Unique drop hammer rig developed with the customer’s interest in mind
May 29, 2017 01:46 CET 6 min read
Product development generally moves a lot faster today, and research and development is required for SSAB to be able to offer customers stronger, more sophisticated steel. The drop hammer is a way to study how steel behaves under actual load.
A heavy object is dropped onto the sheet and any buckling or cracking is then measured. With the help of tests, developers gain a better understanding of the type of damage a tipper body can sustain under heavy usage, and can therefore build lighter and stronger tipper bodies, for example.
Developing test methods in order to improve the plate's characteristics are importent says Patric Waara manager for Knowledge Service Center and Wear Technology.
“We need to develop our test methods in order to also improve the sheet’s characteristics. And also to test different types of weld seams, and find out which filler metals and process data work best with our steel,” explained Patric Waara, head of the Knowledge Service Center and Wear Technology at SSAB Special Steels.
SSAB’s unique drop hammer rig is now in operation. A project that has run on and off for nearly four years. A machine designed and built in Oxelösund predominantly by SSAB’s own staff. CE-marked and approved for use. The function is to drop a weight of up to 400 kg from a height of 3 meters, onto a sheet that measures 1x1 meter. In order to perform the tests safely the sheet is held in place by 115 tons of pressure, and the actual dropping facility is a cage made of bars and Plexiglas to protect the operator from any possible splinters.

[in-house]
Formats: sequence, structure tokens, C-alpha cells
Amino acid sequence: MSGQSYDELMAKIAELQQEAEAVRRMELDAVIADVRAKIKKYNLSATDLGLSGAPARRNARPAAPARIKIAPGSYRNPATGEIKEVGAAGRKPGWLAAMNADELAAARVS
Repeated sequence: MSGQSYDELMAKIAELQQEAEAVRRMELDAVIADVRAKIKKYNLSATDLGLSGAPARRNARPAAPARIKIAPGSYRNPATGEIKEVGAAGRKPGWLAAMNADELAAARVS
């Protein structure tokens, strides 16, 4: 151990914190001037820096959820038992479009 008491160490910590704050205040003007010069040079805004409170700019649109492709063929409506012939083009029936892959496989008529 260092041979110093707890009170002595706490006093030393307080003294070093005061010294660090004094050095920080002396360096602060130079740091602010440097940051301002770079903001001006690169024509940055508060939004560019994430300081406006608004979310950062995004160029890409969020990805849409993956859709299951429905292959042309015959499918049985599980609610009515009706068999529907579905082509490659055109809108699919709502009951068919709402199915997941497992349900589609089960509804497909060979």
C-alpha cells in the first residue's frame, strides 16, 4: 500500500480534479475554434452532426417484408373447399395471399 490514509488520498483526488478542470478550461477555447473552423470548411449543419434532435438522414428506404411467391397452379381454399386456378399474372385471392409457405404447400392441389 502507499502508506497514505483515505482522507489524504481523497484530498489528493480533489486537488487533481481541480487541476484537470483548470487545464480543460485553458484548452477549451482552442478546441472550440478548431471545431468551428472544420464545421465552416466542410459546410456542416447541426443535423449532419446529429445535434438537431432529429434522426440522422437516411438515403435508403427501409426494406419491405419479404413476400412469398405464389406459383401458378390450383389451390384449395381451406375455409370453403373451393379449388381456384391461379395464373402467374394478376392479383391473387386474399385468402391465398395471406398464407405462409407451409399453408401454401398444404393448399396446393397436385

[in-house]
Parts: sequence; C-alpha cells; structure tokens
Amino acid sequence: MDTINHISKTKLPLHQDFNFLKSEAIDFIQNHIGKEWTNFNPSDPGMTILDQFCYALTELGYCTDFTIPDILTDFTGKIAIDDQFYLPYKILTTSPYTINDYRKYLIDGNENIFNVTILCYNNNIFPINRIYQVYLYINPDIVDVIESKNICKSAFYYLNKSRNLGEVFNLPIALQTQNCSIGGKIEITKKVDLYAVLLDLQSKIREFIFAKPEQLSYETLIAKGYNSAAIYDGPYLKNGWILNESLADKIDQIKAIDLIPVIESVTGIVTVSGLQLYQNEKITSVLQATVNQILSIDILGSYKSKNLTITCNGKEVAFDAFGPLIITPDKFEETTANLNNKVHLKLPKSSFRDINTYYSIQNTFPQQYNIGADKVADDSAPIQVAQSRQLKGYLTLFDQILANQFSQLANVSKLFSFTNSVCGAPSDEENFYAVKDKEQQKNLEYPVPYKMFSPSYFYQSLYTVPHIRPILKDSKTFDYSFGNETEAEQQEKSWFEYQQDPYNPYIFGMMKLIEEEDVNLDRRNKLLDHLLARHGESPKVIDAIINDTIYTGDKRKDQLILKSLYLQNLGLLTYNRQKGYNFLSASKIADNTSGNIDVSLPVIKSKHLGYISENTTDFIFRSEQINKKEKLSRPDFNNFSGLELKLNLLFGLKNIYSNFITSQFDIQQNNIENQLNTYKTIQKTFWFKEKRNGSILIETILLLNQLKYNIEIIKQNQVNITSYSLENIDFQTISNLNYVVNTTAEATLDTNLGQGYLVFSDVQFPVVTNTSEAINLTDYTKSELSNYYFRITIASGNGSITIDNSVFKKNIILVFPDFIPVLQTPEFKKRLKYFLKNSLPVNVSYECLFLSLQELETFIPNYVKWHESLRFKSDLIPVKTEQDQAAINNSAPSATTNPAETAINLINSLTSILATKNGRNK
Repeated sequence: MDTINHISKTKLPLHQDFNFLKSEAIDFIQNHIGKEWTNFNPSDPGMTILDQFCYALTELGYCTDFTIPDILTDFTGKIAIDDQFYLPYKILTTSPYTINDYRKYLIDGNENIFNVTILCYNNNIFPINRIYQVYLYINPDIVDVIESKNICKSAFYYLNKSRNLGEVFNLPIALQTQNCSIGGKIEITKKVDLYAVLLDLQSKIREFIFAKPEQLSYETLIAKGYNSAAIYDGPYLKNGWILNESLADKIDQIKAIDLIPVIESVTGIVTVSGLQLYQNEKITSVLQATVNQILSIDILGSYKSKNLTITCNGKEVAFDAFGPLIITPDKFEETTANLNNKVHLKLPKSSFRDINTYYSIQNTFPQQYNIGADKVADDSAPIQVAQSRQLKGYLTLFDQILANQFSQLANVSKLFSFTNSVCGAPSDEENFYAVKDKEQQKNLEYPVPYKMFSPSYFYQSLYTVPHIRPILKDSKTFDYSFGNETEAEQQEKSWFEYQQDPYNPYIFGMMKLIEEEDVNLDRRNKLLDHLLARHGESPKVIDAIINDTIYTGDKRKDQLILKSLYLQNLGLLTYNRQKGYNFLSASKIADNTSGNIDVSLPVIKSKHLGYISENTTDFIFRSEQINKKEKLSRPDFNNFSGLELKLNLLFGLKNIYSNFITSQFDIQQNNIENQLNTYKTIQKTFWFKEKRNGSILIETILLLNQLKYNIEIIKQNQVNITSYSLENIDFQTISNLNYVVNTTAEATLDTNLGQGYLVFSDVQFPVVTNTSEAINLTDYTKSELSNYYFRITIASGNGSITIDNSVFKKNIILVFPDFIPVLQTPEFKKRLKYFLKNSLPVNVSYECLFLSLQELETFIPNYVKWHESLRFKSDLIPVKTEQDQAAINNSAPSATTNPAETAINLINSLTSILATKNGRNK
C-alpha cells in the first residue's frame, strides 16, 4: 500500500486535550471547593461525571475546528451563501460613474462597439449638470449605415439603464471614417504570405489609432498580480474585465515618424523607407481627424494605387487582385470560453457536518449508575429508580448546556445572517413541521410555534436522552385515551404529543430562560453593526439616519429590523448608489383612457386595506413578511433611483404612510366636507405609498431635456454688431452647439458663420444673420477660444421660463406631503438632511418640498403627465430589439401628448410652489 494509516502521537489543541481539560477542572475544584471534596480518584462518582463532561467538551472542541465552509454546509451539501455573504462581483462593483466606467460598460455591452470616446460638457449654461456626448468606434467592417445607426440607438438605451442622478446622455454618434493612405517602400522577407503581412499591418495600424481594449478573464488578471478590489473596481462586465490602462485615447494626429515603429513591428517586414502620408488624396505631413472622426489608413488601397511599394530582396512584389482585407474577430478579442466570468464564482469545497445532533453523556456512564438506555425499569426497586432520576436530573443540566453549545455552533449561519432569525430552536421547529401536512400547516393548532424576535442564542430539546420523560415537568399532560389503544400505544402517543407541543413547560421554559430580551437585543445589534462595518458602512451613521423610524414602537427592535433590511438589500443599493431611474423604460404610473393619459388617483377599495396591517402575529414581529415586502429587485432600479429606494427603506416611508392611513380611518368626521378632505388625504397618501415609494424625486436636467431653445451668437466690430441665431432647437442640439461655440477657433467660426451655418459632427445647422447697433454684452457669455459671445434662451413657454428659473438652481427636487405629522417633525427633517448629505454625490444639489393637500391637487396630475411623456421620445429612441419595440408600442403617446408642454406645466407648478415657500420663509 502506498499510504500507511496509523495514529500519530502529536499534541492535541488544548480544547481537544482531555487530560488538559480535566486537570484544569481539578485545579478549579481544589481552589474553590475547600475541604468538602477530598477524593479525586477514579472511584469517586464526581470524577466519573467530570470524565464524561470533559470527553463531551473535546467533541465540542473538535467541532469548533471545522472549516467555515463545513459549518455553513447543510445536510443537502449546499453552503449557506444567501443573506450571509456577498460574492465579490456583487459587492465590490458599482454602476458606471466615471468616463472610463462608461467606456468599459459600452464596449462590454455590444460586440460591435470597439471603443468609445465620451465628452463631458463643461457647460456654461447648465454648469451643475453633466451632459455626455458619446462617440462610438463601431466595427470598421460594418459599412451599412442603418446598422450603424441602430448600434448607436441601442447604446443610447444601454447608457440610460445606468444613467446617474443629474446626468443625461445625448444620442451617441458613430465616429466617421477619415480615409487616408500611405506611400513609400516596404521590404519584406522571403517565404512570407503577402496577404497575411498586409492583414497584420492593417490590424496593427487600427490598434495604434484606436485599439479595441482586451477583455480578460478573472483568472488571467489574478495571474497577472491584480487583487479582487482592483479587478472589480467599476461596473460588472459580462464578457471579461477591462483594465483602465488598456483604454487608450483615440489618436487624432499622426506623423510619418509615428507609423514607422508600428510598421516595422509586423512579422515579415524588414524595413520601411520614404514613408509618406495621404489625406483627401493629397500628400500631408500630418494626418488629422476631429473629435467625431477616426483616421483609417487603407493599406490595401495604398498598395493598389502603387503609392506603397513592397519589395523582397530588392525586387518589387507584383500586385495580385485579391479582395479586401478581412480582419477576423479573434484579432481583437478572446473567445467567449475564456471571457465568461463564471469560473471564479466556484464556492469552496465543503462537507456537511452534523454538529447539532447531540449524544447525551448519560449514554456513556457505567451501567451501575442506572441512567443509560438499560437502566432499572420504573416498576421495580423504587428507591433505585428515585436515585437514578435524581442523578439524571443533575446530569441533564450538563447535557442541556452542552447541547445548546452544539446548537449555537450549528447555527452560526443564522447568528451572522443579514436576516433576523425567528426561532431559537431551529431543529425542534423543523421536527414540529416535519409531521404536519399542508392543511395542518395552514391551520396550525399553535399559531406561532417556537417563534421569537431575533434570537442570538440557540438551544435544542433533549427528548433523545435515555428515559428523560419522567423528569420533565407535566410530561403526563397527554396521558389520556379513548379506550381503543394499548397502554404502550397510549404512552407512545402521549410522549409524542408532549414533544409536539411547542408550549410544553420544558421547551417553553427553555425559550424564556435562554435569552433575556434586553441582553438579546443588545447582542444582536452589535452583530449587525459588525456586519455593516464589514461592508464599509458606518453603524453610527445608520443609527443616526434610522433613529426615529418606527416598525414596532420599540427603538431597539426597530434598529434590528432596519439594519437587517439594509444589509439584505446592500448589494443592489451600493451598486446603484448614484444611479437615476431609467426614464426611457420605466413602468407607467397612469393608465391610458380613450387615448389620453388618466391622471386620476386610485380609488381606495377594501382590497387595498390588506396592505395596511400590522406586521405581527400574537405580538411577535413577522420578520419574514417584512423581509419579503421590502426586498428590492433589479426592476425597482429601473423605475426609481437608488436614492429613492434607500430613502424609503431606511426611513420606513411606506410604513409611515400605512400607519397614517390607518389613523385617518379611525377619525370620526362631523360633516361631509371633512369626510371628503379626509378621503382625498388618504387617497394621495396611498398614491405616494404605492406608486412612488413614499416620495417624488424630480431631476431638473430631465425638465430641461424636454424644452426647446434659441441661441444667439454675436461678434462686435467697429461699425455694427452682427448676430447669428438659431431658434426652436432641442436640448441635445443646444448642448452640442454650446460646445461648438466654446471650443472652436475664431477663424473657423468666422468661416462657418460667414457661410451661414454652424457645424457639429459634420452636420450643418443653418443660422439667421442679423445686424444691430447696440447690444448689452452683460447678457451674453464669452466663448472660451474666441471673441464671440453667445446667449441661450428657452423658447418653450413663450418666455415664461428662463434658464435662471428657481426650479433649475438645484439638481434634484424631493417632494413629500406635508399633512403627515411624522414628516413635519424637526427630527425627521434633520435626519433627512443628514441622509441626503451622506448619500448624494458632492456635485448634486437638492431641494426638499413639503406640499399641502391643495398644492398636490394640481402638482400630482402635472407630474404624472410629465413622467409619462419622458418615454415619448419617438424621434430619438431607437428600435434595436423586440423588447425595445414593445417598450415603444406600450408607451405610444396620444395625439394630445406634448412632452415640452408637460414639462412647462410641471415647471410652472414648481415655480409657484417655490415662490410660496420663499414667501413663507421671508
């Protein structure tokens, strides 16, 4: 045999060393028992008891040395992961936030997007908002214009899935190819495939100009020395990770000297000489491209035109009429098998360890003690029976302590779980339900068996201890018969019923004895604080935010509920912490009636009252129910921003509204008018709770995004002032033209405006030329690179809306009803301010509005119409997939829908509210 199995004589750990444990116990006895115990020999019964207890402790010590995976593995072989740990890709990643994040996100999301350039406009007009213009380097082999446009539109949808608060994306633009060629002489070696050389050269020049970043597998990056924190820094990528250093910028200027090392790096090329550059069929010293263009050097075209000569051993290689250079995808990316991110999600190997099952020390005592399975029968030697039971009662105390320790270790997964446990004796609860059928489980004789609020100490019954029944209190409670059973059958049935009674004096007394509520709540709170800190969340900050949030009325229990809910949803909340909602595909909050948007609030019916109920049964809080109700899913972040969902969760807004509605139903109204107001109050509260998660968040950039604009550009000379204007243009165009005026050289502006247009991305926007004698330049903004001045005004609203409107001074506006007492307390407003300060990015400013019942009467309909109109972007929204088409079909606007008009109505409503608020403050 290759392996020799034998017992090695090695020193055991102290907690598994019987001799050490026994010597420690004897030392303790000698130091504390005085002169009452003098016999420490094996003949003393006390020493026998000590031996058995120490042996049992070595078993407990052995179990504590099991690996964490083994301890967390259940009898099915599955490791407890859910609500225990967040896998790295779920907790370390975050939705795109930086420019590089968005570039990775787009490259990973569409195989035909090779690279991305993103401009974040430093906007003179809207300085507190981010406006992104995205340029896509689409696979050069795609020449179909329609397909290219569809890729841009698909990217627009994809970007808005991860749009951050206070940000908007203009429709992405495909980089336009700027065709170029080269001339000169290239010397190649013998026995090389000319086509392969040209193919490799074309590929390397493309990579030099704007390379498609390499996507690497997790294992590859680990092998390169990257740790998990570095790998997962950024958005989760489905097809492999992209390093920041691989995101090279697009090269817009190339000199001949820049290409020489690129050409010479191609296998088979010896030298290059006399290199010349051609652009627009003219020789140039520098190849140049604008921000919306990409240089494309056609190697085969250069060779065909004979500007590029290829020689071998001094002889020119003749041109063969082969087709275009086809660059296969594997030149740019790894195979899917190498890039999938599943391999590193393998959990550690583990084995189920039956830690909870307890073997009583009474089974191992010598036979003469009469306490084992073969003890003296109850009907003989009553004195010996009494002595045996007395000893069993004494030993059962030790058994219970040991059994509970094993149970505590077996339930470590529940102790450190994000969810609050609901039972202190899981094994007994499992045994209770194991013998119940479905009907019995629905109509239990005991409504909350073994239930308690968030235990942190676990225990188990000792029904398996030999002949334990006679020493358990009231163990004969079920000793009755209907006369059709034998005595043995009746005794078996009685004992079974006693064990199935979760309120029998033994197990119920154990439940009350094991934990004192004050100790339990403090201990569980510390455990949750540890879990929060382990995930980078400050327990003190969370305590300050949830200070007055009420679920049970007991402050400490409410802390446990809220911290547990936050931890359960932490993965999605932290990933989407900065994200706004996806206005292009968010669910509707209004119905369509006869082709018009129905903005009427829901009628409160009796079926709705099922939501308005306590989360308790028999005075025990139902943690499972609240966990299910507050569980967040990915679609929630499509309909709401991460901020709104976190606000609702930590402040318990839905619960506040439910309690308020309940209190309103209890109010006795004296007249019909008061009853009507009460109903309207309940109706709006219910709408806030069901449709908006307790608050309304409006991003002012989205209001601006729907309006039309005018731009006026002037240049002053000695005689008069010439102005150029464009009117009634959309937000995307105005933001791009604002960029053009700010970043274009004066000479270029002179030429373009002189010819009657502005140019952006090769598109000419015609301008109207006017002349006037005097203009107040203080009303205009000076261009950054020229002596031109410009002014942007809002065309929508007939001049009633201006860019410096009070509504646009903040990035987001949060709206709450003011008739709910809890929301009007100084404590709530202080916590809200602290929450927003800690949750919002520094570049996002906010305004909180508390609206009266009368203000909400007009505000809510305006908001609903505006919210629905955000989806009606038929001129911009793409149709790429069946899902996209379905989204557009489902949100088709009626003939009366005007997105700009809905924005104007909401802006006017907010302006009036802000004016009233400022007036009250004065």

“The drop hammer rig has radically streamlined the tests but above all it is significantly safer to handle as well as being very easy to use. Previously a maximum of 6 drops were carried out per day, requiring 3-4 people. Today we can do up to 30 drops per day with just two people. We can carry out the tests in the 180-400 kg weight range with different radii on the hammer top and frame sizes that hold the sheet in place. The test is carried out on a sheet and, depending on the outcome, you can then adjust the weight, for example,” said project manager Tommy Kan.
Tommy Kan project manager for the drop hammer rig.
The precision of the strike is very high which makes for safe test repeatability and which is also a must when testing welded seams. Using a laser measure you can get 2,500 measure points per second, which means the strike sequence can be logged at a completely new level. This way, more information can be obtained than was previously thought possible. So far the drop hammer rig has made over 250 strikes on sheets, with plenty more on the horizon.
The drop hammer rig is extremely valuable for the development of new products, drop tests have been carried out since the 1970s. Customers will benefit from all the knowledge; the tests can show how constructions can be improved, for example.
“Thanks to our prompt research, SSAB was able to launch improved U-shaped tipper bodies without reinforcements and with significant weight reductions and reduced carbon dioxide emissions. A durable tipper body with Hardox can both be lighter in weight and can also be simpler to produce for the customer. This work is never done, we’re constantly working for lighter and stronger tipper bodies,” explained Patric.
The challenge for today’s generation of tipper bodies is to become even thinner and more durable. In Europe many tipper body manufacturers have already seen the advantages but there is still a big potential for upgrading the bodies to stronger steel. The traditional design still remains in many developing countries, and this is a great opportunity to establish Hardox on a large scale. Today there is great interest in being carbon efficient, which is why the SSAB Eco Upgraded concept was launched. This means that customers can cut down on carbon emissions by upgrading to high-strength SSAB steel. This reduces the weight, improves fuel efficiency and extends product lifespan. Everything that Hardox has stood for over the past decade.